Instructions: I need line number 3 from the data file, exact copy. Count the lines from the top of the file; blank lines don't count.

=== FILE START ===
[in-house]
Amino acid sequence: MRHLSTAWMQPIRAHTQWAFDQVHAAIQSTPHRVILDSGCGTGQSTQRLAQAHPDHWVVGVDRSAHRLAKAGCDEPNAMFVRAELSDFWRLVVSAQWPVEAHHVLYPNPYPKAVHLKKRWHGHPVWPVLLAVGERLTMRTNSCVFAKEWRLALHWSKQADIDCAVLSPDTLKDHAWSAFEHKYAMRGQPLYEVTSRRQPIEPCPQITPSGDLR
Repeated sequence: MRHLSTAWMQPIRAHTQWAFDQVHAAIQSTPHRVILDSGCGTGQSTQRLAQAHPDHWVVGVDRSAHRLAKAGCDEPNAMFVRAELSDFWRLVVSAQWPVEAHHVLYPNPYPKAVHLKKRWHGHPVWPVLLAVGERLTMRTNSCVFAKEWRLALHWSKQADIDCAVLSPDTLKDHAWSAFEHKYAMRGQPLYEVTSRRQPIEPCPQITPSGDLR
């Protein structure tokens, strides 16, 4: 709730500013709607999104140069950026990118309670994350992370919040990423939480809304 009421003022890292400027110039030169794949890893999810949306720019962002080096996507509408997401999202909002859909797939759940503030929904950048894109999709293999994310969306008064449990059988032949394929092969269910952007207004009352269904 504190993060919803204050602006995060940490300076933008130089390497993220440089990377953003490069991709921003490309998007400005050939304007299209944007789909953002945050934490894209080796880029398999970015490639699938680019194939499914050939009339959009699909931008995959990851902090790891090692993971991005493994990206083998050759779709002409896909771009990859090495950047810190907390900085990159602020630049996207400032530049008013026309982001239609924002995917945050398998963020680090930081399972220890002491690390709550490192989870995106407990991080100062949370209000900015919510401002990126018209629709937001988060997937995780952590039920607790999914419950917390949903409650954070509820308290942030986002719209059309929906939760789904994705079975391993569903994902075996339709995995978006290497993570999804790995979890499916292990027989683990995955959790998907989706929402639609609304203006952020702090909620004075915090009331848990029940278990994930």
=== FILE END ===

Repeated sequence: MRHLSTAWMQPIRAHTQWAFDQVHAAIQSTPHRVILDSGCGTGQSTQRLAQAHPDHWVVGVDRSAHRLAKAGCDEPNAMFVRAELSDFWRLVVSAQWPVEAHHVLYPNPYPKAVHLKKRWHGHPVWPVLLAVGERLTMRTNSCVFAKEWRLALHWSKQADIDCAVLSPDTLKDHAWSAFEHKYAMRGQPLYEVTSRRQPIEPCPQITPSGDLR